7 Big Lessons From Companies That Failed

September 23rd, 2015   |    By: Founder Society

Question: What is one major lesson you learned from a failed company?

The answers below are provided by members of FounderSocietyan invitation-only organization comprised of ambitious startup founders and business owners.

Don’t Stop Innovating

Before there was Yelp, there was CitySearch. It was a similar concept and was the go-to site for finding places around the city. But just as quickly as it rose, it declined. It stopped innovating and updates to the site were slow. From the outside, it seemed as if hubris and failing to innovate killed them. The lesson learned for me is when you stop innovating, your company fades away.

John Arroyo
Arroyo Labs, Inc.

Don’t Rush to Expand Geographically

As the founder of a rapidly growing food startup, I’m constantly tempted to grow into every geographical region possible. But, after studying the failure of Webvan (and the challenges that even more recent startups like GoodEggs are facing as it expands geographically), I’ve decided to concentrate our efforts on going deep into each region as opposed to going wide.

Lisa Curtis
Kuli Kuli

Fear Shouldn’t Be a Driving Force

The inception of an idea may come from feelings of scarcity. Formulations for that idea may be influenced by insecurity. Fear of not having enough in life may lead you to want more for the wrong reasons, and fear may push you to make nearsighted decisions. “Babysitting fear” means you both endorse, soothe and are manipulated by it; which in business, leads to failure.

O. Liam Wright
True Interaction

Be Mindful of Trends

The one that sticks out in my mind is Blockbuster. They were cruising along and were even opening new stores as the world around them was changing rapidly. Then, boom! They were gone seemingly overnight. That really opened my eyes that you need to keep the future in mind and keep tabs on the marketplace. At the time, it was the first one I saw ignore trends like they had blinders on.

Marty McDonald
Bad Rhino Inc

Replace Your Product if Needed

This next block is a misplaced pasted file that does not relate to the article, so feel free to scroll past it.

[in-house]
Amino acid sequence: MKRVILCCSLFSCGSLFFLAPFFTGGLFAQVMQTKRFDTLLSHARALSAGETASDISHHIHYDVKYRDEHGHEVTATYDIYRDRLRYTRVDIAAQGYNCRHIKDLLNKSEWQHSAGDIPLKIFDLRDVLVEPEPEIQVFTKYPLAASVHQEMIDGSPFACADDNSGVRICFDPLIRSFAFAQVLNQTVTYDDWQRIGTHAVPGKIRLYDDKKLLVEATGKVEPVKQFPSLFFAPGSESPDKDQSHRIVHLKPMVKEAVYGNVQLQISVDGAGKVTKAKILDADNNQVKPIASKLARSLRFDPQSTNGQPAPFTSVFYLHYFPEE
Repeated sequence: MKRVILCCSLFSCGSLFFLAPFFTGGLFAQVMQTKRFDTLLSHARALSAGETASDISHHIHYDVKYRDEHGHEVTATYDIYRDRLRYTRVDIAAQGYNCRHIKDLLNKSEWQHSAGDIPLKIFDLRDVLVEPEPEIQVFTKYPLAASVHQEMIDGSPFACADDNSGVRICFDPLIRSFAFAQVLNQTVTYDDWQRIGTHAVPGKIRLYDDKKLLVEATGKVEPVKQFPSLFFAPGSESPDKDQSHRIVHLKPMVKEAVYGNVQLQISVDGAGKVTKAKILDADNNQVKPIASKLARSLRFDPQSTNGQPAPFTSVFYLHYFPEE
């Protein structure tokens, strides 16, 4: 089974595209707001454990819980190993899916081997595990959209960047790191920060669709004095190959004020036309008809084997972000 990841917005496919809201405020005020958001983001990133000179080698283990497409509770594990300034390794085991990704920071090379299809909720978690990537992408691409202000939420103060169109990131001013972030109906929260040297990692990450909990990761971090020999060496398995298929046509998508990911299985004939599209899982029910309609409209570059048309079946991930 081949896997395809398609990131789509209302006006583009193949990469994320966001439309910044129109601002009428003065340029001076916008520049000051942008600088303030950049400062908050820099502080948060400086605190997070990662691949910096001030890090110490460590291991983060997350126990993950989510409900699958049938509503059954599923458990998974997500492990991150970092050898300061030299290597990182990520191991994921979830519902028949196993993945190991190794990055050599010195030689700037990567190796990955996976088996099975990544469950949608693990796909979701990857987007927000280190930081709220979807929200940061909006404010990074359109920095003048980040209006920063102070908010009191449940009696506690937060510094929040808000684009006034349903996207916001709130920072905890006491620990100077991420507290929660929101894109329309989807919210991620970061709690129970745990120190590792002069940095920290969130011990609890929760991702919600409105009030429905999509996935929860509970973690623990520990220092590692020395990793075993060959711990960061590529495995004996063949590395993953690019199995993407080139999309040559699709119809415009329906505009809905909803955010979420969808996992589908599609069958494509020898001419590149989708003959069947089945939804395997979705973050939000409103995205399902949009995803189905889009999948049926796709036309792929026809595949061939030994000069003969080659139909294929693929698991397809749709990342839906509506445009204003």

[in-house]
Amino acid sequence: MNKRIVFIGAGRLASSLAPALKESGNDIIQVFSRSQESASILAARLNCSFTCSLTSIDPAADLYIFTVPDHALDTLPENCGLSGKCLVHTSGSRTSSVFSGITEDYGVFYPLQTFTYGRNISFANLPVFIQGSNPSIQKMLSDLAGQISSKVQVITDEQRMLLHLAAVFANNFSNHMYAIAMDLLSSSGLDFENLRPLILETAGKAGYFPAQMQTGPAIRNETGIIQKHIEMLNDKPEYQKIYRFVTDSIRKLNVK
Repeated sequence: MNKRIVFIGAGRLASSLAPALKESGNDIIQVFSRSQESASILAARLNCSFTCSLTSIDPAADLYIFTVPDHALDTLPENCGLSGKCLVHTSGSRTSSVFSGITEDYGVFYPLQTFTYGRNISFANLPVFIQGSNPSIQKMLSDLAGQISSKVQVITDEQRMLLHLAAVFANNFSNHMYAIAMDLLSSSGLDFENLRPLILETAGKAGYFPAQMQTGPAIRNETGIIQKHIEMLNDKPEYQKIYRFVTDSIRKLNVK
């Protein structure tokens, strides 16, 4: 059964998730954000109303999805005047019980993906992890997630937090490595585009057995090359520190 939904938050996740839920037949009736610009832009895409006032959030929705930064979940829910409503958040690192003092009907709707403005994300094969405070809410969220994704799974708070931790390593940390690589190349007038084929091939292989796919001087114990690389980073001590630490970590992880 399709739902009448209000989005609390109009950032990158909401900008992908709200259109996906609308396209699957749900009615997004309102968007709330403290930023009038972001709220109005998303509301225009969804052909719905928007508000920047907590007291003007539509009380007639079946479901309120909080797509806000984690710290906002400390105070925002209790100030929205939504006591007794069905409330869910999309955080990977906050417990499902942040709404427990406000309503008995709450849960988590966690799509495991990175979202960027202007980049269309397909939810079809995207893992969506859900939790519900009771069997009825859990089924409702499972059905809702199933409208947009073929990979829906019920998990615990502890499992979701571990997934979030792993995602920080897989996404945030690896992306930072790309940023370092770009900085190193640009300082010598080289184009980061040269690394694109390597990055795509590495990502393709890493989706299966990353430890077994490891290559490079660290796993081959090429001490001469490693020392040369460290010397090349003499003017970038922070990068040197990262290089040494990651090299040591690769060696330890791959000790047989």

There’s this concept that you must be willing to cannibalize your current business, building the new model that will destroy your current one. Kodak is the poster child for that. They famously had the patent for the digital camera, and they were doing so well in the film business that they let the opportunity to reinvent slip by — and others took it.

Aaron Sloup
Lantern

Compensate Your Suppliers

From Style for Hire, I learned how to compensate the suppliers of my product (personal styling) to retain talent. You need to test out different iterations of how to compensate your sales people in order to make your compensation plan attractive, long-term and scalable. After small tweaks to a compensation plan, we learned that we had to pivot our business model to fully develop a long-term solution.

Lisa Dolan
Savile Row Society

Don’t Let Ego Get in the Way

What caused Western Union Telegraph Company and many others to miss out on millions? Bad marketing? Failure to dream? Poor opt-in pages? Nah, it’s much simpler (and pathetic): egos. The president of the company said there would be no use for the telephone, so he turned down the chance to buy the “electric toys” patent for $100,000. Really, he didn’t want it because he didn’t think of it.

Antonio Calabrese
Boonle

About the Author

Founder Society

FounderSociety is an invitation-only organization comprised of ambitious founders and business owners.

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